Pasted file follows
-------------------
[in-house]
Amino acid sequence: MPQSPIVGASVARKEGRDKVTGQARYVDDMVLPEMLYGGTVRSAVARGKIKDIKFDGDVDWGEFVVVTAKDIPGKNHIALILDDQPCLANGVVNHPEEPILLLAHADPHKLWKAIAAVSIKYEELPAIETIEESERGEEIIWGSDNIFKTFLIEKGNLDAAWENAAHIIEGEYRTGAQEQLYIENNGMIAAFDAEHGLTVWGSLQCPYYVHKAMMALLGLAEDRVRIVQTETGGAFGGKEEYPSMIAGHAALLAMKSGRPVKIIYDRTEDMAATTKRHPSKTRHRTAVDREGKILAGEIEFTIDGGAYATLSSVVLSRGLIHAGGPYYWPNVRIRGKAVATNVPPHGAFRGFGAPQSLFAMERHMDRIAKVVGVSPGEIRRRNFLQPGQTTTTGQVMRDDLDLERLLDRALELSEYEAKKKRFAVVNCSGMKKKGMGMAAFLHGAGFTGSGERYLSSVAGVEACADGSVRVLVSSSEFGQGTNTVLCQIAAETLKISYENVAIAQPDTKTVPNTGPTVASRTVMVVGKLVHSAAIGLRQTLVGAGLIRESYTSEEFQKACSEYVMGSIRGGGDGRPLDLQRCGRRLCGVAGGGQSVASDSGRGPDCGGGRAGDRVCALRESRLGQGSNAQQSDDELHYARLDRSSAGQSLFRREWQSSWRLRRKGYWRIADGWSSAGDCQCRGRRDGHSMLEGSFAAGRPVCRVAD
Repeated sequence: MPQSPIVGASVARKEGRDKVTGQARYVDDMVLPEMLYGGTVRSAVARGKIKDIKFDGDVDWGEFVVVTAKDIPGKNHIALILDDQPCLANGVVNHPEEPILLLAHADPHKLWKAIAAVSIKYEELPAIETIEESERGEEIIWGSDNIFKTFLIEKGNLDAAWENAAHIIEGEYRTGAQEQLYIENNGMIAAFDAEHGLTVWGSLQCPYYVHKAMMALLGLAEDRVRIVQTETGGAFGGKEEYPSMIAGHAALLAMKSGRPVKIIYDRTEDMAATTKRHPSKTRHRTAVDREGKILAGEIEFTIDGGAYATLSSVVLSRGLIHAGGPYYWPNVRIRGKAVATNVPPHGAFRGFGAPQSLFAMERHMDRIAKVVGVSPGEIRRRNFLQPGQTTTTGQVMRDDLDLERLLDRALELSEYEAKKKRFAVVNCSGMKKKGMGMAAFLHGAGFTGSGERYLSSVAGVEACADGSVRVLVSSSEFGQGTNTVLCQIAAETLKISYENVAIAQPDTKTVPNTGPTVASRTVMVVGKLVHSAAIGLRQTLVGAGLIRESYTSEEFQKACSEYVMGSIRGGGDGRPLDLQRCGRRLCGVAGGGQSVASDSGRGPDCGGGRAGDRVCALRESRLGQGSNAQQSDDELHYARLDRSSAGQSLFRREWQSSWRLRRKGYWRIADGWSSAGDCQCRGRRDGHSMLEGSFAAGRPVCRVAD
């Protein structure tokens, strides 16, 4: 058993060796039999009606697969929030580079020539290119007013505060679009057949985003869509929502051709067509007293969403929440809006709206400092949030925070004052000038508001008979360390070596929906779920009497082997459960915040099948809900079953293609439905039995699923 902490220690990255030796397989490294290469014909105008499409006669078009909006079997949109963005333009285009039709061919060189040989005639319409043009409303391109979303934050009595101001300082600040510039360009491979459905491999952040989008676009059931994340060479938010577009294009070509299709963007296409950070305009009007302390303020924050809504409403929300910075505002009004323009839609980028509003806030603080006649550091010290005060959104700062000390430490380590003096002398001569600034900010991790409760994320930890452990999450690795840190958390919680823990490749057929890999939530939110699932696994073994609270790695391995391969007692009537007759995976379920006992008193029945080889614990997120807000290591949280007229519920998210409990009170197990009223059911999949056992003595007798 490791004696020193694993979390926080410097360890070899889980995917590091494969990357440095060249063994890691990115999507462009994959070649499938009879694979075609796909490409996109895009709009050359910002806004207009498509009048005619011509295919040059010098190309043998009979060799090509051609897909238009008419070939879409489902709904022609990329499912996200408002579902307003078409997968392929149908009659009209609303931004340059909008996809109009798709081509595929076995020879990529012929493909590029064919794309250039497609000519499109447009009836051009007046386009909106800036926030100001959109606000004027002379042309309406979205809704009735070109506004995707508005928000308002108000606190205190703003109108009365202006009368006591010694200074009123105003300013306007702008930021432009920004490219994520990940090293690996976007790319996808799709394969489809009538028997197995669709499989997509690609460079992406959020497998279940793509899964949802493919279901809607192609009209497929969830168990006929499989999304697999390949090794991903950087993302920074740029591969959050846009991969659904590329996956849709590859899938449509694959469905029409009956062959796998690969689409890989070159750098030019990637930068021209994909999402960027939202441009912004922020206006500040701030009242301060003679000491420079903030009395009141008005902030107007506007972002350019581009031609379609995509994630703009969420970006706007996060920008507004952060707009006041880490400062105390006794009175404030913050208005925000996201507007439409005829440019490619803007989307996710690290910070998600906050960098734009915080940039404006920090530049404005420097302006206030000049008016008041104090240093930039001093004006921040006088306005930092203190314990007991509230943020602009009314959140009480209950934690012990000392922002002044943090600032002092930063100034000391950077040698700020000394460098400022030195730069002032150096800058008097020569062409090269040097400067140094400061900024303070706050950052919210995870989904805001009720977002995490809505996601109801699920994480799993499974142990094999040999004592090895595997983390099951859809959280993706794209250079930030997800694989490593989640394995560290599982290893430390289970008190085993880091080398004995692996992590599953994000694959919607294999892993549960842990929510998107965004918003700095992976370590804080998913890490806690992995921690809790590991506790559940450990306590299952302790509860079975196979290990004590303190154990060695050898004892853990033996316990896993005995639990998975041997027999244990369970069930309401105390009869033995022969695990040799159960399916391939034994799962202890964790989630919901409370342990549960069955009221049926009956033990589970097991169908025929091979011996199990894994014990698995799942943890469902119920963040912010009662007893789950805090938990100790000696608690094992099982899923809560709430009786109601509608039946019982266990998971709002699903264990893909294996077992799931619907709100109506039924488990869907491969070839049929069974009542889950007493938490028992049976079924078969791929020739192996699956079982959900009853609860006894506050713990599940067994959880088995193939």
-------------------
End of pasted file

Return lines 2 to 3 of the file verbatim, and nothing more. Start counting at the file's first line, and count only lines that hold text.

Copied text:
Amino acid sequence: MPQSPIVGASVARKEGRDKVTGQARYVDDMVLPEMLYGGTVRSAVARGKIKDIKFDGDVDWGEFVVVTAKDIPGKNHIALILDDQPCLANGVVNHPEEPILLLAHADPHKLWKAIAAVSIKYEELPAIETIEESERGEEIIWGSDNIFKTFLIEKGNLDAAWENAAHIIEGEYRTGAQEQLYIENNGMIAAFDAEHGLTVWGSLQCPYYVHKAMMALLGLAEDRVRIVQTETGGAFGGKEEYPSMIAGHAALLAMKSGRPVKIIYDRTEDMAATTKRHPSKTRHRTAVDREGKILAGEIEFTIDGGAYATLSSVVLSRGLIHAGGPYYWPNVRIRGKAVATNVPPHGAFRGFGAPQSLFAMERHMDRIAKVVGVSPGEIRRRNFLQPGQTTTTGQVMRDDLDLERLLDRALELSEYEAKKKRFAVVNCSGMKKKGMGMAAFLHGAGFTGSGERYLSSVAGVEACADGSVRVLVSSSEFGQGTNTVLCQIAAETLKISYENVAIAQPDTKTVPNTGPTVASRTVMVVGKLVHSAAIGLRQTLVGAGLIRESYTSEEFQKACSEYVMGSIRGGGDGRPLDLQRCGRRLCGVAGGGQSVASDSGRGPDCGGGRAGDRVCALRESRLGQGSNAQQSDDELHYARLDRSSAGQSLFRREWQSSWRLRRKGYWRIADGWSSAGDCQCRGRRDGHSMLEGSFAAGRPVCRVAD
Repeated sequence: MPQSPIVGASVARKEGRDKVTGQARYVDDMVLPEMLYGGTVRSAVARGKIKDIKFDGDVDWGEFVVVTAKDIPGKNHIALILDDQPCLANGVVNHPEEPILLLAHADPHKLWKAIAAVSIKYEELPAIETIEESERGEEIIWGSDNIFKTFLIEKGNLDAAWENAAHIIEGEYRTGAQEQLYIENNGMIAAFDAEHGLTVWGSLQCPYYVHKAMMALLGLAEDRVRIVQTETGGAFGGKEEYPSMIAGHAALLAMKSGRPVKIIYDRTEDMAATTKRHPSKTRHRTAVDREGKILAGEIEFTIDGGAYATLSSVVLSRGLIHAGGPYYWPNVRIRGKAVATNVPPHGAFRGFGAPQSLFAMERHMDRIAKVVGVSPGEIRRRNFLQPGQTTTTGQVMRDDLDLERLLDRALELSEYEAKKKRFAVVNCSGMKKKGMGMAAFLHGAGFTGSGERYLSSVAGVEACADGSVRVLVSSSEFGQGTNTVLCQIAAETLKISYENVAIAQPDTKTVPNTGPTVASRTVMVVGKLVHSAAIGLRQTLVGAGLIRESYTSEEFQKACSEYVMGSIRGGGDGRPLDLQRCGRRLCGVAGGGQSVASDSGRGPDCGGGRAGDRVCALRESRLGQGSNAQQSDDELHYARLDRSSAGQSLFRREWQSSWRLRRKGYWRIADGWSSAGDCQCRGRRDGHSMLEGSFAAGRPVCRVAD